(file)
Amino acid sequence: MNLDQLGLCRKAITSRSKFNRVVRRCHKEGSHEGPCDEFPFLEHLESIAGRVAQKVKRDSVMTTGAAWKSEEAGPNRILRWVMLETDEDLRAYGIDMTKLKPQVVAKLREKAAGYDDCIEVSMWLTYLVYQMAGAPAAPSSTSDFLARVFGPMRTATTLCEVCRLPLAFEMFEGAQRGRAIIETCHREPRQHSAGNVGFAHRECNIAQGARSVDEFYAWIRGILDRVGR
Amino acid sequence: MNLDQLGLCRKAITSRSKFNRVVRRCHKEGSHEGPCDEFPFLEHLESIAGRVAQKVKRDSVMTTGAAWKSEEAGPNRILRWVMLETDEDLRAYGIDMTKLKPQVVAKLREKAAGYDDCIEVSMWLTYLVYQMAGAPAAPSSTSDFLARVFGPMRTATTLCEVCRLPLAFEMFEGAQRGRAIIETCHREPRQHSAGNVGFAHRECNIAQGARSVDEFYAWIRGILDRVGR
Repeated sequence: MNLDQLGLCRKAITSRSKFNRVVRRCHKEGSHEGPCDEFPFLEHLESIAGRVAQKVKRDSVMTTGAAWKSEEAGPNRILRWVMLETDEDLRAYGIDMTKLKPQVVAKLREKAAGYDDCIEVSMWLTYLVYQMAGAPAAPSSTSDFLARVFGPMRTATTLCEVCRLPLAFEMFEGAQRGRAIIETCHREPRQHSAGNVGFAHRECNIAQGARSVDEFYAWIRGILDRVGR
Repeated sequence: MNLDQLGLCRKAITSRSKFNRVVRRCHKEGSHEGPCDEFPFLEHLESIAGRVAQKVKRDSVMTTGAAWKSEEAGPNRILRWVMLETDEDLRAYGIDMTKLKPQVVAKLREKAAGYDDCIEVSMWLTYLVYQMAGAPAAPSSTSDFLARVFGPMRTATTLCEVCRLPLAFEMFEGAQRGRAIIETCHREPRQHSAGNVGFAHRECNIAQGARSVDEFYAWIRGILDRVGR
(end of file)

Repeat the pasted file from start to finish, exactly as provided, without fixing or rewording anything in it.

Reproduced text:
Amino acid sequence: MNLDQLGLCRKAITSRSKFNRVVRRCHKEGSHEGPCDEFPFLEHLESIAGRVAQKVKRDSVMTTGAAWKSEEAGPNRILRWVMLETDEDLRAYGIDMTKLKPQVVAKLREKAAGYDDCIEVSMWLTYLVYQMAGAPAAPSSTSDFLARVFGPMRTATTLCEVCRLPLAFEMFEGAQRGRAIIETCHREPRQHSAGNVGFAHRECNIAQGARSVDEFYAWIRGILDRVGR
Amino acid sequence: MNLDQLGLCRKAITSRSKFNRVVRRCHKEGSHEGPCDEFPFLEHLESIAGRVAQKVKRDSVMTTGAAWKSEEAGPNRILRWVMLETDEDLRAYGIDMTKLKPQVVAKLREKAAGYDDCIEVSMWLTYLVYQMAGAPAAPSSTSDFLARVFGPMRTATTLCEVCRLPLAFEMFEGAQRGRAIIETCHREPRQHSAGNVGFAHRECNIAQGARSVDEFYAWIRGILDRVGR
Repeated sequence: MNLDQLGLCRKAITSRSKFNRVVRRCHKEGSHEGPCDEFPFLEHLESIAGRVAQKVKRDSVMTTGAAWKSEEAGPNRILRWVMLETDEDLRAYGIDMTKLKPQVVAKLREKAAGYDDCIEVSMWLTYLVYQMAGAPAAPSSTSDFLARVFGPMRTATTLCEVCRLPLAFEMFEGAQRGRAIIETCHREPRQHSAGNVGFAHRECNIAQGARSVDEFYAWIRGILDRVGR
Repeated sequence: MNLDQLGLCRKAITSRSKFNRVVRRCHKEGSHEGPCDEFPFLEHLESIAGRVAQKVKRDSVMTTGAAWKSEEAGPNRILRWVMLETDEDLRAYGIDMTKLKPQVVAKLREKAAGYDDCIEVSMWLTYLVYQMAGAPAAPSSTSDFLARVFGPMRTATTLCEVCRLPLAFEMFEGAQRGRAIIETCHREPRQHSAGNVGFAHRECNIAQGARSVDEFYAWIRGILDRVGR